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Saccharin sweet now comes without hazardous baggage

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Saccharin sweet now comes without hazardous baggage

The EPA dropped saccharin from its official list of hazardous substances.


Thirty years after cancer worries put saccharin on the Environmental Protection Agency’s black list for hazardous substances, the regulators say there’s nothing to worry about after all.

In case you weren’t around or paying attention back then, researchers in the early 1970s found saccharin could cause cancer in rats. That made a bunch of people nervous. So the Food and Drug Administration took saccharin, discovered serendipitously at Johns Hopkins way back in 1878, off its list of food ingredients deemed to be automatically safe in 1972.

Though saccharin was never banned by the FDA, it did carry beefed-up warnings about cancer for a while. And because saccharin and some derivatives were considered to be potentially carcinogenic to humans, the EPA in 1980 added the sweet stuff to its list of chemicals that should be treated as hazardous waste.

So what changed?

A group of companies that market low-calorie foods and beverages petitioned the EPA to reconsider saccharin’s hazardous status back in 2003. They argued that the consensus among public health types had swung back in saccharin’s favor:

The same public health agencies on which EPA relied have now concluded that scientific evidence does not support the view that saccharine is a potential human carcinogen.

Subsequent studies of saccharin had found the rat cancers didn’t meant there would be problems for people.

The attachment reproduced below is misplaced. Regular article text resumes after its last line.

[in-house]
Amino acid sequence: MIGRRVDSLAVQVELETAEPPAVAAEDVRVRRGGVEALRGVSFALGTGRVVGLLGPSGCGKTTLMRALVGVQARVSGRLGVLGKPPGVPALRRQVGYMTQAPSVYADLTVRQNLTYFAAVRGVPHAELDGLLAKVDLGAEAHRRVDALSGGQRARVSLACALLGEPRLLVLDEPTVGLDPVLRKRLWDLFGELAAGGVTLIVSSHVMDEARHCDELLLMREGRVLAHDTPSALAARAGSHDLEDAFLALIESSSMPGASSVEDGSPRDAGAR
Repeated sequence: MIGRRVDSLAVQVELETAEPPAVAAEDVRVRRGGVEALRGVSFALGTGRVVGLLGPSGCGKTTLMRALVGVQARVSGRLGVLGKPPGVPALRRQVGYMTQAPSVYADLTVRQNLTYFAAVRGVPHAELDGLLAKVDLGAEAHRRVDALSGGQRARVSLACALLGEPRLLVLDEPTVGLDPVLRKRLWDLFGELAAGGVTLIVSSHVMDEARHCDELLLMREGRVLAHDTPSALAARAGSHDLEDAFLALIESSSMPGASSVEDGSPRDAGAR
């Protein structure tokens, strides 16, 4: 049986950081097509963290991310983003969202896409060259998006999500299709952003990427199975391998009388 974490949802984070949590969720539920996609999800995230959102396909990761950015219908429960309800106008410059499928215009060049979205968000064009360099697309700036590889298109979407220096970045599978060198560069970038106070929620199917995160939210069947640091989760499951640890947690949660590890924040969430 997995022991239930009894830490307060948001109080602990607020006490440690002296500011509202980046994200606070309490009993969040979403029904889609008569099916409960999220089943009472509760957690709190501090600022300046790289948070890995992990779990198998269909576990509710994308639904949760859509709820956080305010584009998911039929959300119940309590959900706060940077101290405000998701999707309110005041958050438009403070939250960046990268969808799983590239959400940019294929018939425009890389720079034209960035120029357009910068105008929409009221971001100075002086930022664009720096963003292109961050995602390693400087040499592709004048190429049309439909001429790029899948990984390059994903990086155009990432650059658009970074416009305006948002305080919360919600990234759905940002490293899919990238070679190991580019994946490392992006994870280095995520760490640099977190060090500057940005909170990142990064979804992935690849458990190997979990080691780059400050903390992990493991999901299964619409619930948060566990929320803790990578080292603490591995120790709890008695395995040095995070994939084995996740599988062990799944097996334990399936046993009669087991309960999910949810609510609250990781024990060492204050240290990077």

In 2000, the federal National Toxicology Program removed saccharin from its official list of potential carcinogens. Later the same year, President Clinton signed a law that did away with warning labels for products containing saccharin.

If you’re interested in the nitty-gritty, you can walk through the EPA documents, and read the original petition, here. The upshot of the EPA’s decision is that companies making and using saccharin don’t have to manage it as toxic waste anymore.

Oh, and in case you wondered about opposition to the change, the EPA says not a single person objected during a public comment period on its plans.

Finally, we knew already that saccharin shows up in all sorts of food, and even toothpastes and medicines. But we had no idea until today that the sweetener also is used to add a special sparkle to metal during electroplating. Copyright 2010 National Public Radio. To see more, visit


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